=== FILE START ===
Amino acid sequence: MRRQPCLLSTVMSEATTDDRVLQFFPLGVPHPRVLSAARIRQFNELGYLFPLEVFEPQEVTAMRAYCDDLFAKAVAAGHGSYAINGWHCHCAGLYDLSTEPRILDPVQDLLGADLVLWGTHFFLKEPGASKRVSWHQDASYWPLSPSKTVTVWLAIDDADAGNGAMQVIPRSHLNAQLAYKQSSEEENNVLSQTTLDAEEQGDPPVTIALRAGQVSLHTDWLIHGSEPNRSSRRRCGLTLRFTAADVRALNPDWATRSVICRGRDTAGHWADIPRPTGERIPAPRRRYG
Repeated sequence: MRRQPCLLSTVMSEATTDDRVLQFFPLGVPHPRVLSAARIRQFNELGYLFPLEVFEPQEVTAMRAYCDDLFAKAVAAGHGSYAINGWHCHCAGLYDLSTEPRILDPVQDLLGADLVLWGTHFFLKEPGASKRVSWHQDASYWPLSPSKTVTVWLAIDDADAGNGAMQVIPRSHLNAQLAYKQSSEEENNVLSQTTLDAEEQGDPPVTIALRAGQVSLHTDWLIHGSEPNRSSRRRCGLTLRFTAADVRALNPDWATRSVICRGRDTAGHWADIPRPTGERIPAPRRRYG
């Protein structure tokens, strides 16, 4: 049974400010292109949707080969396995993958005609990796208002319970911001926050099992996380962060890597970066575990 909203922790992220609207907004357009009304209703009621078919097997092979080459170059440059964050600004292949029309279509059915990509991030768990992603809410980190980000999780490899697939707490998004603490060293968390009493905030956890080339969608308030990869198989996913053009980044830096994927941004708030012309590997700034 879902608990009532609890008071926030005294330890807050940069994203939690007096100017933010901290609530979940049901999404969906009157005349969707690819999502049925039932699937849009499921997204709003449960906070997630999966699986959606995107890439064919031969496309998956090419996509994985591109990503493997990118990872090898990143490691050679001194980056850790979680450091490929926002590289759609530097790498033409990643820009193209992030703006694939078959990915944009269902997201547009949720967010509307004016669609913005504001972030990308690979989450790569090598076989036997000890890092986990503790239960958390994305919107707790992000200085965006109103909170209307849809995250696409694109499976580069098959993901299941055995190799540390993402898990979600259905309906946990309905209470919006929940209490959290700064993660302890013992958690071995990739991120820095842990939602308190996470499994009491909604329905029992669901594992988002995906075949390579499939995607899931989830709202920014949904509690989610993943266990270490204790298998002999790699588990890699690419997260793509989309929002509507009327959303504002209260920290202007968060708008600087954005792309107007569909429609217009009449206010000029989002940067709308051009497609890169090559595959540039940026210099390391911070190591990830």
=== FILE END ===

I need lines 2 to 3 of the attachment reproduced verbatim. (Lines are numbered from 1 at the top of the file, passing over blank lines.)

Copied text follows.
Repeated sequence: MRRQPCLLSTVMSEATTDDRVLQFFPLGVPHPRVLSAARIRQFNELGYLFPLEVFEPQEVTAMRAYCDDLFAKAVAAGHGSYAINGWHCHCAGLYDLSTEPRILDPVQDLLGADLVLWGTHFFLKEPGASKRVSWHQDASYWPLSPSKTVTVWLAIDDADAGNGAMQVIPRSHLNAQLAYKQSSEEENNVLSQTTLDAEEQGDPPVTIALRAGQVSLHTDWLIHGSEPNRSSRRRCGLTLRFTAADVRALNPDWATRSVICRGRDTAGHWADIPRPTGERIPAPRRRYG
């Protein structure tokens, strides 16, 4: 049974400010292109949707080969396995993958005609990796208002319970911001926050099992996380962060890597970066575990 909203922790992220609207907004357009009304209703009621078919097997092979080459170059440059964050600004292949029309279509059915990509991030768990992603809410980190980000999780490899697939707490998004603490060293968390009493905030956890080339969608308030990869198989996913053009980044830096994927941004708030012309590997700034 879902608990009532609890008071926030005294330890807050940069994203939690007096100017933010901290609530979940049901999404969906009157005349969707690819999502049925039932699937849009499921997204709003449960906070997630999966699986959606995107890439064919031969496309998956090419996509994985591109990503493997990118990872090898990143490691050679001194980056850790979680450091490929926002590289759609530097790498033409990643820009193209992030703006694939078959990915944009269902997201547009949720967010509307004016669609913005504001972030990308690979989450790569090598076989036997000890890092986990503790239960958390994305919107707790992000200085965006109103909170209307849809995250696409694109499976580069098959993901299941055995190799540390993402898990979600259905309906946990309905209470919006929940209490959290700064993660302890013992958690071995990739991120820095842990939602308190996470499994009491909604329905029992669901594992988002995906075949390579499939995607899931989830709202920014949904509690989610993943266990270490204790298998002999790699588990890699690419997260793509989309929002509507009327959303504002209260920290202007968060708008600087954005792309107007569909429609217009009449206010000029989002940067709308051009497609890169090559595959540039940026210099390391911070190591990830």